Education is a right, not a privilege. Sadly, these words don’t ring true to everyone. Ask George Ann Mmbale, a 15 year old student from Nairobi.
“I am the fourth born in a family of eight; three boys and five girls. We live with our aunt’s four children that my mother took under her care when her sister passed away in 2003. My mother is also looking after her four grandchildren. My father died in 2004 when I was seven years and in primary school in standard 3. Since then, my mother has been struggling to feed, clothe and educate us. When I sat for my Standard 8 examinations and passed, I had already resigned myself to the fact that I was not going to join secondary school. My dream of becoming a doctor in future was just to be that, a dream. But this dream is slowly becoming a reality with the provision of a scholarship by APHRC. Now I am sure I will finish my secondary school education, join the university and realize my dream.”
Completing primary schooling and transitioning to secondary has had several challenges:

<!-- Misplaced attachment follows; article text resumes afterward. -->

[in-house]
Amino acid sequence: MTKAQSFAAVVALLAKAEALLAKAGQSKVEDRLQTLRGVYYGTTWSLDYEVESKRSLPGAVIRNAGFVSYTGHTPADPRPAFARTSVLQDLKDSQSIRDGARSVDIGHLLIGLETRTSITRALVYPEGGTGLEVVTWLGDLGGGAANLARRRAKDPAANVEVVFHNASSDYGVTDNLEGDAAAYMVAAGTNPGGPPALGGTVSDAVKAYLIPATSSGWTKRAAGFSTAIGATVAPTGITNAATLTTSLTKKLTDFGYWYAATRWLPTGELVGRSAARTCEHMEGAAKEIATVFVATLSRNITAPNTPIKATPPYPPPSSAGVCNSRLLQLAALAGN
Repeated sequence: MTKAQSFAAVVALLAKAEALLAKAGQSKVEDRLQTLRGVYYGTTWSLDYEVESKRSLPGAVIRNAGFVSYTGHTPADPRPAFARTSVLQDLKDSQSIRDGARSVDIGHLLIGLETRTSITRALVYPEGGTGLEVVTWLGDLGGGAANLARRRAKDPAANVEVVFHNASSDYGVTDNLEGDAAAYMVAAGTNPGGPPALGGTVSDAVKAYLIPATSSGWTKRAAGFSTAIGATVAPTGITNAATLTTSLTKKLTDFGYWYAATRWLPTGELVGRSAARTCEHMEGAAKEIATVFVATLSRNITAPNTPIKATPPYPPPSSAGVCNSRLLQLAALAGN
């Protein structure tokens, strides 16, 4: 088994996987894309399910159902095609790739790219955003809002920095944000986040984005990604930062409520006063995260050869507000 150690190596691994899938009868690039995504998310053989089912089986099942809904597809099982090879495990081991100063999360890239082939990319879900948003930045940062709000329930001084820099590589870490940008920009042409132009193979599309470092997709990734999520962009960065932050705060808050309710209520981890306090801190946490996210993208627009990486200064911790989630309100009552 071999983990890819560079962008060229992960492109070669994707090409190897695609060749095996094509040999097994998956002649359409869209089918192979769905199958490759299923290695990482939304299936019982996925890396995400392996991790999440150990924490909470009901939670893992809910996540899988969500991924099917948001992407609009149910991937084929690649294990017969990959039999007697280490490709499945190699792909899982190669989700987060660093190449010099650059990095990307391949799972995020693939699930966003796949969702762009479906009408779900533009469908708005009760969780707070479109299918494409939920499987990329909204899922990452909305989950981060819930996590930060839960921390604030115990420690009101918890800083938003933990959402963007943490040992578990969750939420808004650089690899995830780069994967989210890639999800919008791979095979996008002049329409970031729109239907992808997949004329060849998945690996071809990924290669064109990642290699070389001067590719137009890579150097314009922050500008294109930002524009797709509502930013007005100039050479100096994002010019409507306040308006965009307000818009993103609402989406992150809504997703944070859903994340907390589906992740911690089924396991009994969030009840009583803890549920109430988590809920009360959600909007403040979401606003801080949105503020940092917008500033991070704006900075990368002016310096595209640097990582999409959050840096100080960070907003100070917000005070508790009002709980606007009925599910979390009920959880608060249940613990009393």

(i) APHRC research shows that transition to secondary education is 58.6% among pupils in marginalized areas, particularly in informal settlements, compared to those in non-marginalized areas where transitions are at 87.5%;
(ii) With the introduction of free primary education programme in 2003, there has been a sharp increase in enrolment. However, these enrolment rates have not translated into significant change in transition to secondary schools. Though secondary school is subsidized to the equivalent of a day secondary school (about USD 125), gross enrolment rate is still low (below 50%).
It is, therefore, critical that new strategies be put in place to improve transition to secondary, particularly among the poor. Jubilee Education Fund (JEF) offers one of the practical ways of tackling this challenge.
How does the Jubilee Education Fund (JEF) work?